Apples are the most-consumed fruit in the United States. The annual estimated total value of the American apple industry is $23 billion, with just five cultivars; Fuji, Gala, Granny Smith, Honeycrisp, and Red Delicious; making up two-thirds of production. Of these, Honeycrisp is easily the most valuable; having nearly twice the value per pound, if not more, than any of the others.

A few of weeks ago, I was sharing a couple of Honeycrisp apples with a friend and his granddaughter. As the youngster devoured a slice of apple… and then ate another… and another… and another… enjoying the juicy sweetness of each crunchy bite, she asked, “Where do apples come from?”

» Continue Reading.


Monday, October 17, 2022

It’s Pumpkin Season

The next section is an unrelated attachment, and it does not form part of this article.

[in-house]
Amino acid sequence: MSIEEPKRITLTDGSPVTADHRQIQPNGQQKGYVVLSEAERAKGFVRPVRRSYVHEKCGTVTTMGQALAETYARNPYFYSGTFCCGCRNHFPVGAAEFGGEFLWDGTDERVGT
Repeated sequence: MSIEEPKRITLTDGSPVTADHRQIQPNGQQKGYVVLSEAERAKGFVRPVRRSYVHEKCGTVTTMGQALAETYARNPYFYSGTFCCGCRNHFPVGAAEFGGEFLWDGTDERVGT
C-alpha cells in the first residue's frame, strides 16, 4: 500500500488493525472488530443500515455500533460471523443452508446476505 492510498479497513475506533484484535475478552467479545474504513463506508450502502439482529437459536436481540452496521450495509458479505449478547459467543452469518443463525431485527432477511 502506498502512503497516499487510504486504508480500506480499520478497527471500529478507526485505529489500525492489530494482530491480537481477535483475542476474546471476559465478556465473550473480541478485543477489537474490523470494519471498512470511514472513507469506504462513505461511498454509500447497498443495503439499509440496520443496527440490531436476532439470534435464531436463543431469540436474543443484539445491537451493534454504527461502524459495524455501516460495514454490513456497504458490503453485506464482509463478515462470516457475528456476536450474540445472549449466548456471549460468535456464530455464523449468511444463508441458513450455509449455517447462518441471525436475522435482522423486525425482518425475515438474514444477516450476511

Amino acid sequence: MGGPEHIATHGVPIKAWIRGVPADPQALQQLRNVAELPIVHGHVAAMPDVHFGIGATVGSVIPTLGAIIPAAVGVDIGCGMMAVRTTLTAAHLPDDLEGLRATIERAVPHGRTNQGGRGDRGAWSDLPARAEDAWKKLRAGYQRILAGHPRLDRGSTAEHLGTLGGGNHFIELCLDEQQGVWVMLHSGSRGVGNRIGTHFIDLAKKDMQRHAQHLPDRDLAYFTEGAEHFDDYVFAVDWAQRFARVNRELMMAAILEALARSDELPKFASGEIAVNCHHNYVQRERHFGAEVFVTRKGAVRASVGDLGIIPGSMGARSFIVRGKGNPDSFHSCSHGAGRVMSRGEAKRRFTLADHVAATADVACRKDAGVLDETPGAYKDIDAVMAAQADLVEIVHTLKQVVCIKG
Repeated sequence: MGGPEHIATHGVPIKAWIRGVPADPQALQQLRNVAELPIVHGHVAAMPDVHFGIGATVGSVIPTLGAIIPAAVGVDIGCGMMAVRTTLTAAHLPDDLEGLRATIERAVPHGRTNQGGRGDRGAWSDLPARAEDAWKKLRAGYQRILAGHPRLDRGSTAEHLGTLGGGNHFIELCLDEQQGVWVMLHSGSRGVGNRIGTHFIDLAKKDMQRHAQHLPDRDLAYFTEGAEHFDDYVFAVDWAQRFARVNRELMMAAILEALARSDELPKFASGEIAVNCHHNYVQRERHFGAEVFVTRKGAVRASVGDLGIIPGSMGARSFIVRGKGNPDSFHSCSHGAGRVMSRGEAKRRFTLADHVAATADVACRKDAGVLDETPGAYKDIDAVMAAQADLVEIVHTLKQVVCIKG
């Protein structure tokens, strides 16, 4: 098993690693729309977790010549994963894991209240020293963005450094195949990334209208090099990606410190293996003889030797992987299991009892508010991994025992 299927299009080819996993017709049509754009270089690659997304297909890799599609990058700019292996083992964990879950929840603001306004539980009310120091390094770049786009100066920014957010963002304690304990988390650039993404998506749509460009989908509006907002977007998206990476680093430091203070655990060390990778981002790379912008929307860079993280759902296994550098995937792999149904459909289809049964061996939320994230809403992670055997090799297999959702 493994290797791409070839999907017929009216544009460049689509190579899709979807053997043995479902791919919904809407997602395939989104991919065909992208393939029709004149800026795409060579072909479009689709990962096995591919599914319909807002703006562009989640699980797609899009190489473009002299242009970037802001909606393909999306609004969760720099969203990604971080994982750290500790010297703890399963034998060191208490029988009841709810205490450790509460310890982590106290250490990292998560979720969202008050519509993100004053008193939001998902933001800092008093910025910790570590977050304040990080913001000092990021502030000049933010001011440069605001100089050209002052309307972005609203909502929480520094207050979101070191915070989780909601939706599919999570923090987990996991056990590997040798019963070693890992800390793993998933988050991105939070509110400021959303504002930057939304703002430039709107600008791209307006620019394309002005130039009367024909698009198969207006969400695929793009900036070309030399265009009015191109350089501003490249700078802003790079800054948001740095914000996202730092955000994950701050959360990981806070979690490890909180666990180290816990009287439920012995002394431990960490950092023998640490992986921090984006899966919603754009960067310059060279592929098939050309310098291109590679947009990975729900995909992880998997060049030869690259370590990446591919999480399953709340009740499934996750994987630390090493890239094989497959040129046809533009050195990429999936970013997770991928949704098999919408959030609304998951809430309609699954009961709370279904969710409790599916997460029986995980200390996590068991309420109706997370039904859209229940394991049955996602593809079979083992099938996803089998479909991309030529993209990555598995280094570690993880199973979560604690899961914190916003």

“There are three things that I’ve learned never to discuss with people: religion, politics, and the Great Pumpkin.” — Linus (from ‘It’s the Great Pumpkin, Charlie Brown’)

 

I can’t think of any horticultural crop that signals the arrival of autumn more than pumpkins. They’re as much a part of the fall season as colder temperatures and shorter days, trees turning crimson, gold, and orange, the smell of fallen leaves wafting on the crisp, clear air, huge flocks of migrating geese, corn mazes, hayrides, apple cider, and Halloween costumes and decorations.

» Continue Reading.


Sunday, October 2, 2022

Heating With Wood This Winter